Exhibit Two: The Convention Center is encircled by sidewalks that are wider than what is standard downtown. Aside from a few curbside trees, there are no landscaped areas, no cafes, no pedestrian amenities. Nothing is pedestrian-scaled. Even missing is the obligatory, oversize abstract sculpture — something that has become a standard way of softening monolithic, modernist buildings here. (Consider the financial district's red sculpture in the BankAmerica Plaza, the royal blue sculpture in front of the SunTrust building or the silver rods that chime in the Federal Reserve Bank driveway.) As silly and soulless as these pieces can be, they do provide human scale and provide reference points.

For some reason, rather than placing such a sculpture where it could have enlivened the lifeless blocks surrounding the Convention Center, a specially commissioned, large-scaled sculpture was placed inside one of the skywalks that crosses Marshall Street. Thus patrons are rewarded doubly for avoiding the downtown sidewalks. On a structural and architectural level, the skywalks are horizontal and sculptural elements in themselves. They need no extra adornment.

Exhibit Three: The areas immediately south and east of the Convention Center will probably be construction sites over the coming years, as hotel construction and expansion and additional parking decks are built to serve the Convention Center. This will discourage pedestrian-oriented activity from developing in the area in the near future. And are these auxiliary buildings going to make up for the lack of sidewalk life surrounding the Convention Center itself?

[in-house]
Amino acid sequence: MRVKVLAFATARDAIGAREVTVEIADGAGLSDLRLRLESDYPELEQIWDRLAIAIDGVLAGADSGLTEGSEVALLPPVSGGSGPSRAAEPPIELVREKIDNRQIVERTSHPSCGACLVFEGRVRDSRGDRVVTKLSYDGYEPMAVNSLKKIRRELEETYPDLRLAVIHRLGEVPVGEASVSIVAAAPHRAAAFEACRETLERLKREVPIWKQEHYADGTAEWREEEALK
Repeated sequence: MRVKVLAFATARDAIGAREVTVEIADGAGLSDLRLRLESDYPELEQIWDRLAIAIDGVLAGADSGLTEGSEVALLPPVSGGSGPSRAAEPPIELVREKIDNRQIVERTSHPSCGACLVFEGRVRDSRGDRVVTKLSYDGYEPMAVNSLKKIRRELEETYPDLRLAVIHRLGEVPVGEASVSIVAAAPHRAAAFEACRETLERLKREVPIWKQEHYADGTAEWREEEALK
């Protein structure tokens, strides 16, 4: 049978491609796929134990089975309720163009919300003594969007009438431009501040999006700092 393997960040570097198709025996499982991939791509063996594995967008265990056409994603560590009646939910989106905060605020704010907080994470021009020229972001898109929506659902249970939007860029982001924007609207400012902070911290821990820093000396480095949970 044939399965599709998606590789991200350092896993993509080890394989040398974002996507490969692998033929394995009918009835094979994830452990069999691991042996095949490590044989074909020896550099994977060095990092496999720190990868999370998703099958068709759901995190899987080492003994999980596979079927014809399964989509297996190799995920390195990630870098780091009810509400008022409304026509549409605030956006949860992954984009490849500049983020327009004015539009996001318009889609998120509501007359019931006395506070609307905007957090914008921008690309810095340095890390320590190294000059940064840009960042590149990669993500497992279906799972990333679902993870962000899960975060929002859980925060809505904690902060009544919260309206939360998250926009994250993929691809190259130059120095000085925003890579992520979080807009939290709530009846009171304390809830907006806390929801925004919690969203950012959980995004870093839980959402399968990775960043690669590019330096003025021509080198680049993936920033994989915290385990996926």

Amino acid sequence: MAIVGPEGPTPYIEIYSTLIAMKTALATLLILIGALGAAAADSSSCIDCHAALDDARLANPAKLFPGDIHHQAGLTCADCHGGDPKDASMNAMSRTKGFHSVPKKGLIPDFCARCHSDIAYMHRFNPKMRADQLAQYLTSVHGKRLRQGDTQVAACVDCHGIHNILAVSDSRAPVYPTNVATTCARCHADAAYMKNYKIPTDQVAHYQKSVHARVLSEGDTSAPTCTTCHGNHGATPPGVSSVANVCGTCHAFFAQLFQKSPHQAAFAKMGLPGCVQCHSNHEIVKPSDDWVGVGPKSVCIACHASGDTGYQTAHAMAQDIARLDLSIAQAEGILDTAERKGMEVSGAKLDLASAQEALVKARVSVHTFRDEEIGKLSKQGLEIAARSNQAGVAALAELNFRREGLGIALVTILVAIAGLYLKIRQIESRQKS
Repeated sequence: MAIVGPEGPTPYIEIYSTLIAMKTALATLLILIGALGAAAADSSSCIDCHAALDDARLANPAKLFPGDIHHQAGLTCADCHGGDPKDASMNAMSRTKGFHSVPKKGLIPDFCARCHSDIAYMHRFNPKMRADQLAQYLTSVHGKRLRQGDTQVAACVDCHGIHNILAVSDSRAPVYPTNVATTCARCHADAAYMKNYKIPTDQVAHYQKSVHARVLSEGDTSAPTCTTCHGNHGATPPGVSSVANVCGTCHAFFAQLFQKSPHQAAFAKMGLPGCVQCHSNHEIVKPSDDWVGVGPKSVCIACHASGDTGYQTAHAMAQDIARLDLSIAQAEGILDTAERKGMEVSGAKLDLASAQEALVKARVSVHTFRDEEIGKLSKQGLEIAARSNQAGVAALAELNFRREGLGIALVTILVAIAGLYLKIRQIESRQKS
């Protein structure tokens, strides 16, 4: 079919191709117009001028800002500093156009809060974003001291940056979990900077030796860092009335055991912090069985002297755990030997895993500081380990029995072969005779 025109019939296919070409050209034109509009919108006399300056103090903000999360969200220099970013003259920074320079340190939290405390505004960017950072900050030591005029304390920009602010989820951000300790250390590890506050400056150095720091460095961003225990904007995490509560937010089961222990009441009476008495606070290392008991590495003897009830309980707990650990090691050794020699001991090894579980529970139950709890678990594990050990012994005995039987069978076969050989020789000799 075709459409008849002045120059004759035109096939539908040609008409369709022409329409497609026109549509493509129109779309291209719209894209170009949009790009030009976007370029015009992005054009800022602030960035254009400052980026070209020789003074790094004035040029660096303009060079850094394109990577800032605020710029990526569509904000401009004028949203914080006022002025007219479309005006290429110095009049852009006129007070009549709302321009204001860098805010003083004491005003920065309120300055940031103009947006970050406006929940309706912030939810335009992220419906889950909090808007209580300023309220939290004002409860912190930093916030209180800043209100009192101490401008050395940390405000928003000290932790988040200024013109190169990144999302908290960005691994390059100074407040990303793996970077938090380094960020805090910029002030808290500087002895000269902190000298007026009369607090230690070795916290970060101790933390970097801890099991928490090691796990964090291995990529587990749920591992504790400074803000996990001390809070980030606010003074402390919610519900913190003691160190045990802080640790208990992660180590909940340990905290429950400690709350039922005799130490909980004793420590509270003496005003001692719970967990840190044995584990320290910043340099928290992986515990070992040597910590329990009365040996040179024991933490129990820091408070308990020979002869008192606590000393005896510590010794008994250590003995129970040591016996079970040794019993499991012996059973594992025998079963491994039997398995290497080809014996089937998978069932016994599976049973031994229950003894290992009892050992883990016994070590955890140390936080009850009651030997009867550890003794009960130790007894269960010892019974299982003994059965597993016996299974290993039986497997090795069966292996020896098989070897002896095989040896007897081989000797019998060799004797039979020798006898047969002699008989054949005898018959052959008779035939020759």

Solution? The exterior of the Convention Center needs considerable visual activities and programming. Perhaps sidewalk cafés with brightly-colored canopies or umbrellas can be set up on the broad sidewalks. Street vendors could be encouraged to set up their wares when conventions are in town. Benches could be placed in oasislike settings. And yes, large banners and sculptures could be installed to break the overall environmental monotony.

Importantly, to the west — where Jackson Ward's antique buildings, ranging from antebellum houses to the art deco Hippodrome Theater abut the Convention Center — rests the best hope of meshing the Convention Center with the life of the city. But the neighborhood and preservation groups must be vigilant in protecting every last shred of urban fabric. Please, no more demolitions for asphalt surface parking. And, even here, considerable, design-sensitive, in-fill construction will be required to make things whole again.

So the Convention Center has landed and ain't going anywhere. Now, a new and difficult challenge awaits — how to weave this elephantine structure into the life of the larger downtown. If the Convention Center cost $136 million to construct, we should consider allocating considerable, additional resources of energy, imagination and funds to integrate this incredible hulk with the rest of downtown. S